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The Lebrecht Weekly


Visit every week to read Norman Lebrecht's latest column. [Index]

Disgrace of a South Bank Show That's Going Nowhere

By Norman Lebrecht / August 30, 2001

Things that go bump in the dead of August are seldom a symptom of strategic foresight. The departure of Karsten Witt, chief executive of London's squalid South Bank Centre, was officially ascribed to 'a major organisational review.' Once the full facts are known, it may look more like major organisational confusion.

Two weeks before Witt went bump, the South Bank Board assured Parliament in an annual financial statement that its artistic life 'continued to flourish' and its development plans were proceeding apace. No need to ditch the pilot, you'd think, let alone conduct a six-month self-examination. But beneath the face-saving formulas of an overspun press statement stands a national institution that no longer knows which way is up.

Witt, before the summer break, had been asked to account for his achievements over the past two years. Recruited from Deutsche Grammophon in Hamburg, Witt had not come cheap. He required double the salary of his predecessor, Nicholas Snowman; over the past year his emoluments rose to £265,500 (plus £15,891 in pension contributions), making him the highest paid arts executive in the land.

Witt is not short-winded, nor good at jokes. He took an hour and a half to deliver his paper, and some found it longer than Tristan. When he finished, board members wondered what he was still doing there. For Witt had declared his own job redundant, arguing that the Centre should be broken down into its component parts - concert halls, art gallery, movie theatre - each of them managed autonomously.

The chairman, Elliott Bernerd, took Witt at his word, agreeing that he should leave with a £250,000 payoff at the end of the review, in which (contrary to reports) he will play no significant part. Witt has let it be known that, if his breakdown strategy is accepted, he might like to stay on as manager of the concert halls. He should not hold his breath, nor should he feel personally culpable for the paralysis he leaves behind.

The South Bank Centre has put itself almost beyond redemption. Formed by the Arts Council when Margaret Thatcher abolished its rightful owner, the Greater London Council, it has stumbled along for 15 years trying to convert a begrimed concrete caterpillar into an artistically attractive and financially efficient butterfly. A grandiose £167m Richard Rogers scheme was set to fly when the Tories fell; New Labour rightly scrapped it.

Chris Smith, as Culture Secretary, brought in Bernerd, a pugnacious property magnate, to redevelop the site bit by bit. But Gerry Robinson, the Arts Council chairman, refused to release funds until he saw full-site plan. In a clash of egos, progress stalled. Bernerd agreed to fund the purchase of a strip of land out of his own pocket if ACE funds were not forthcoming.

He then underwent cancer treatment in the US for five months. A bold plan to demolish the Hayward Gallery was shelved. The long-awaited acoustical refit of the Royal Festival Hall was put off for yet another year. A so-called 'masterplan' gathered dust. The ACE paid for the land-strip last month, but continues to withold development approval.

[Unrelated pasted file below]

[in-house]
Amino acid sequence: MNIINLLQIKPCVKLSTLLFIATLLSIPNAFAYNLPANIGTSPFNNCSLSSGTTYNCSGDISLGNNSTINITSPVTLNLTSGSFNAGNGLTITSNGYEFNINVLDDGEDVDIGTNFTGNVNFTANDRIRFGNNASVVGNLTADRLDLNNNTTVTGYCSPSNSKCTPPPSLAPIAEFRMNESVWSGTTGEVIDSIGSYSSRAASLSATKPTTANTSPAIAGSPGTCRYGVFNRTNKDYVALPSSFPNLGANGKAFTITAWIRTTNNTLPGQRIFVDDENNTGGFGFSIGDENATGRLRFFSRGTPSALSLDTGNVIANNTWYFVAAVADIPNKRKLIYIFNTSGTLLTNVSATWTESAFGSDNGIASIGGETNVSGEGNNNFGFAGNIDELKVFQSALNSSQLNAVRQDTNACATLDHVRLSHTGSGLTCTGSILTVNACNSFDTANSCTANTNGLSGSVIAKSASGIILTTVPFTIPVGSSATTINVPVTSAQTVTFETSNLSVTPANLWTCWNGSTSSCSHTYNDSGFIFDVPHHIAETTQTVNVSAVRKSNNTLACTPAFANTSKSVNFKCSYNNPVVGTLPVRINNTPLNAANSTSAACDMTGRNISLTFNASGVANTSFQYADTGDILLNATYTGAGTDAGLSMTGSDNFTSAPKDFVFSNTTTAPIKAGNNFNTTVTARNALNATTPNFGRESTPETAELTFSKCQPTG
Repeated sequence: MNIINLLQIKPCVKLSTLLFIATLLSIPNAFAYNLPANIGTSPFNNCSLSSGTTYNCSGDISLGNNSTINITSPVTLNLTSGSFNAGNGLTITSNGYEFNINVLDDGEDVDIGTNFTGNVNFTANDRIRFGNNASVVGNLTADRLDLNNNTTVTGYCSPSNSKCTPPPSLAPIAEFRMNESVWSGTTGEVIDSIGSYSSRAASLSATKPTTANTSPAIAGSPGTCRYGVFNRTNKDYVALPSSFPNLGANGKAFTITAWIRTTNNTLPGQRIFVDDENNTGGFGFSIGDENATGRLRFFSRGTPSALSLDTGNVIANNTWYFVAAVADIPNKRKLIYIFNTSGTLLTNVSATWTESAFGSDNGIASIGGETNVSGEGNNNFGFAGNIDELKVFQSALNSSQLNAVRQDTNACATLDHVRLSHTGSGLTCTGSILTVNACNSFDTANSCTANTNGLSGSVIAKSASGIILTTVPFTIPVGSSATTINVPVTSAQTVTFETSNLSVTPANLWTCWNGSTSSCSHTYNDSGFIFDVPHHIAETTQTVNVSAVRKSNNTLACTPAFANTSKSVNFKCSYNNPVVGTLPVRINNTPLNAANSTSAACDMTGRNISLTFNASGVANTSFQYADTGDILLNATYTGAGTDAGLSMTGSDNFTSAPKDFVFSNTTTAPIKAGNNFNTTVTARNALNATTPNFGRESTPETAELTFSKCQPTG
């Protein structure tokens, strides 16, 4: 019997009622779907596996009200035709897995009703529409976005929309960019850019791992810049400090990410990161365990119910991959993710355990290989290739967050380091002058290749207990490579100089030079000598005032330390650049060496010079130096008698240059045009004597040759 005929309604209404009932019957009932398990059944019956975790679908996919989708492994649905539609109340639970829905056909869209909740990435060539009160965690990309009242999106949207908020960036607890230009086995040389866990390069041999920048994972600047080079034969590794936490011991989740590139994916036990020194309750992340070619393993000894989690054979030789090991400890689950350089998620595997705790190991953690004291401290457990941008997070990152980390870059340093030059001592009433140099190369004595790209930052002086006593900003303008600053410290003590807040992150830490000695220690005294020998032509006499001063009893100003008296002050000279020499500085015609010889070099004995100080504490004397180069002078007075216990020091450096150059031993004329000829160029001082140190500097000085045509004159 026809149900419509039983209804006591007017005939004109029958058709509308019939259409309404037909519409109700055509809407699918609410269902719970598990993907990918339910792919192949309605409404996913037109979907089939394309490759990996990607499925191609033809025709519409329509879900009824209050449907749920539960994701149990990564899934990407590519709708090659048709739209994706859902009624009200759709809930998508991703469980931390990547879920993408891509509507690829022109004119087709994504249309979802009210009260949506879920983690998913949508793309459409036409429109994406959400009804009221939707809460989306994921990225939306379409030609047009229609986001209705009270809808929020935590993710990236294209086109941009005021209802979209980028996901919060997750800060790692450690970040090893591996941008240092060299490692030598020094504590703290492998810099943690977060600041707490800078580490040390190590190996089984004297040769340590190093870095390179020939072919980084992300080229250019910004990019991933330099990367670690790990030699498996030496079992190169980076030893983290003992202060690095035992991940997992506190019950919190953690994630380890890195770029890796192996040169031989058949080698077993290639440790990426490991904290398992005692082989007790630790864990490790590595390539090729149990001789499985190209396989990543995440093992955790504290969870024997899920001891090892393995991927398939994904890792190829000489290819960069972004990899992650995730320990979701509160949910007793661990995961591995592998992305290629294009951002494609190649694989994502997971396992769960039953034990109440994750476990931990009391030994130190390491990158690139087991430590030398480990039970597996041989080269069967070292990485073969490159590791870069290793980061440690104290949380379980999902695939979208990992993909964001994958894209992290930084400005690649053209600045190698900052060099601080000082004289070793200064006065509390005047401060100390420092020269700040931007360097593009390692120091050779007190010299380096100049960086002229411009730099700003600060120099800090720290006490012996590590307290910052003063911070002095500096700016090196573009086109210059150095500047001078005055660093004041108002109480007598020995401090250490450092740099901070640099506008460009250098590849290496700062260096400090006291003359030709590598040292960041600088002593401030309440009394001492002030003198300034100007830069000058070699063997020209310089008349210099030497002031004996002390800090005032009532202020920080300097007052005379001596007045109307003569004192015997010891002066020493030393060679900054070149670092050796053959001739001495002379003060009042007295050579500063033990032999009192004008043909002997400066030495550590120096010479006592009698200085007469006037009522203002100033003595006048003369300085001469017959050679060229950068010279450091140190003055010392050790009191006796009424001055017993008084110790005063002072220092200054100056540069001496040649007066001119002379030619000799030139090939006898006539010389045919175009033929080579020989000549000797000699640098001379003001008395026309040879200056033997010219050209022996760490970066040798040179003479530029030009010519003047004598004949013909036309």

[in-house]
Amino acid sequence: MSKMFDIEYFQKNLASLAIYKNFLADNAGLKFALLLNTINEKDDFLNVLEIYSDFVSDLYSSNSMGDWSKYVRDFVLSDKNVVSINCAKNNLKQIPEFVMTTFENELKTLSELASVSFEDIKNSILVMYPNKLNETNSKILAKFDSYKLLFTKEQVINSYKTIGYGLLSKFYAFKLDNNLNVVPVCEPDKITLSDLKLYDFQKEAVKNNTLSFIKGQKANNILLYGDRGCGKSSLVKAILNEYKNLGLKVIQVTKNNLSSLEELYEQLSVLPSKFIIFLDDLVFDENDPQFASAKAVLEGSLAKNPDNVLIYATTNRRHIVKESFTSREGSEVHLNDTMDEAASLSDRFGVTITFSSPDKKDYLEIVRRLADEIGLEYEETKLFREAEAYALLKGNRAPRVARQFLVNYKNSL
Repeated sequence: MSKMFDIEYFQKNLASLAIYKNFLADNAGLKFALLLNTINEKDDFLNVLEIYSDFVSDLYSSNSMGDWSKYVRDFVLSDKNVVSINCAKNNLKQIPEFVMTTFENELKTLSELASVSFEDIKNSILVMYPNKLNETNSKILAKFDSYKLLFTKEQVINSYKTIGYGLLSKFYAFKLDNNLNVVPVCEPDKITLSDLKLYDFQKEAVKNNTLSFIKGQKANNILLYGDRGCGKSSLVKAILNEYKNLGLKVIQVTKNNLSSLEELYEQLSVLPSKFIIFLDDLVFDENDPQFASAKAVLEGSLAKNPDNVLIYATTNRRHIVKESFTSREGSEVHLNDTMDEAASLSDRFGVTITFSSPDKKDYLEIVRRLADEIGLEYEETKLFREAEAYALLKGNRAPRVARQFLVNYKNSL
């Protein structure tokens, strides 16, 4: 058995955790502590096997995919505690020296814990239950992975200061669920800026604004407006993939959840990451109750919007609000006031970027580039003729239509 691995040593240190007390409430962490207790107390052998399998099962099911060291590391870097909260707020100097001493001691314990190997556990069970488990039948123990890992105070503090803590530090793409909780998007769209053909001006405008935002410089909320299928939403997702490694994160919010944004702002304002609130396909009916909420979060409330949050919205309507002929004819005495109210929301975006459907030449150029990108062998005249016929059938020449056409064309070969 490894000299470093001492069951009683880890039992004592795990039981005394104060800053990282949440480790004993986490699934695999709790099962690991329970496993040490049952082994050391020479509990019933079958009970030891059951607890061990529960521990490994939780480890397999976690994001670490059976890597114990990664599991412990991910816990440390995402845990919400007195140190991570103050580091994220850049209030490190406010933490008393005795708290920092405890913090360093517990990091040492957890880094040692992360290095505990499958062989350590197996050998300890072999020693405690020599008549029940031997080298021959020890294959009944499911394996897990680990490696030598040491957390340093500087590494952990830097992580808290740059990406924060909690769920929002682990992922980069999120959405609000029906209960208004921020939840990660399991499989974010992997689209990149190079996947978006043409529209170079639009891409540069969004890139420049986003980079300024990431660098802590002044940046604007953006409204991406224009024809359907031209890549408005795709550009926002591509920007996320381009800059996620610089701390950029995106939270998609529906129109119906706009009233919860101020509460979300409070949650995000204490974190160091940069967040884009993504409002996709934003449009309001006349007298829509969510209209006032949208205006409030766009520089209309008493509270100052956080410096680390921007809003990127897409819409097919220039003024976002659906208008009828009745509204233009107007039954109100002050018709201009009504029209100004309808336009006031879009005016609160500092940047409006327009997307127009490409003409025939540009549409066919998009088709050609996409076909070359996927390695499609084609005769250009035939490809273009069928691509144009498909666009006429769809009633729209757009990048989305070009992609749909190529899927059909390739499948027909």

The site is now on the verge of dereliction, a laughing-stock among European arts centres. Its functioning has become so slipshod that agents find it necessary to visit artists' dressing rooms before rehearsal to ensure there is a towel in the shower, and that the towel has not been used by a previous occupant. It would cost £40,000 a year to provide proper backstage care.

Bernerd originally promised to cut the Board to eight members. Instead he has swelled it to 15, some of whom - like Deborah Bull, a member of the Arts Council and director of two ROH mini-theatres - represent conflictual interests. Others, like the comedienne Joanna Lumley, brought a dash of celebrity to a dismal appeal.

No board member has any specific responsibility. Several have asked to resign, only to be assured by Bernerd that they are sorely needed. Mostly, the Board builds castles in the sky for the ACE to admire. At one interminable development meeting, the composer Sir Harrison Birtwistle raised a white card with the word 'Webern' above his head. Few on the board knew what he meant.

Trading income has barely risen since 1992 and sponsorship has actually fallen. Operating costs, however, have soared from £21.8m to £28.1m, half of which is funded from public subsidy.

Two South Bank users, the National Film Theatre and Philharmonia Orchestra, have requested Government intervention. The new Culture Secretary, Tessa Jowell, and her arts minister, Tessa Blackstone, know that they cannot allow the stasis to persist - the more so when the City-funded Barbican is about to brandish an acoustically renewed concert hall and a superior artistic programme.

What's to be done? Cut the talking shops. Eliminate the hapless ACE, slash the board in half, appoint an executive chairman and give him two years to restore the site, or shut it down. This show is going nowhere.

Visit every week to read Norman Lebrecht's latest column. [Index]




(c) La Scena Musicale 1999